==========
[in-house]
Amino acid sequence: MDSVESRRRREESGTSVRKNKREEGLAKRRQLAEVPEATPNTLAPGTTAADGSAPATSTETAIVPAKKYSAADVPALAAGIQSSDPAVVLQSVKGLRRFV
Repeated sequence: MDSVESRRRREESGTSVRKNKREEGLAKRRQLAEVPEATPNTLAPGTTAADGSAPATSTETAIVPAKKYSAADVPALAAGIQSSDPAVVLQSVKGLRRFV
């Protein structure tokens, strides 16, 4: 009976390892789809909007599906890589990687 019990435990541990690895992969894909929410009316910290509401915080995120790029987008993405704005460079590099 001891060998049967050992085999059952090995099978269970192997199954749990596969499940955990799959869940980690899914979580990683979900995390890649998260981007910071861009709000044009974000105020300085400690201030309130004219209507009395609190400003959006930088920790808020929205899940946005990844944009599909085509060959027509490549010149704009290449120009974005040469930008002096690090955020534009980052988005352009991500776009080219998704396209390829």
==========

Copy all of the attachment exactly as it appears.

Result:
[in-house]
Amino acid sequence: MDSVESRRRREESGTSVRKNKREEGLAKRRQLAEVPEATPNTLAPGTTAADGSAPATSTETAIVPAKKYSAADVPALAAGIQSSDPAVVLQSVKGLRRFV
Repeated sequence: MDSVESRRRREESGTSVRKNKREEGLAKRRQLAEVPEATPNTLAPGTTAADGSAPATSTETAIVPAKKYSAADVPALAAGIQSSDPAVVLQSVKGLRRFV
């Protein structure tokens, strides 16, 4: 009976390892789809909007599906890589990687 019990435990541990690895992969894909929410009316910290509401915080995120790029987008993405704005460079590099 001891060998049967050992085999059952090995099978269970192997199954749990596969499940955990799959869940980690899914979580990683979900995390890649998260981007910071861009709000044009974000105020300085400690201030309130004219209507009395609190400003959006930088920790808020929205899940946005990844944009599909085509060959027509490549010149704009290449120009974005040469930008002096690090955020534009980052988005352009991500776009080219998704396209390829």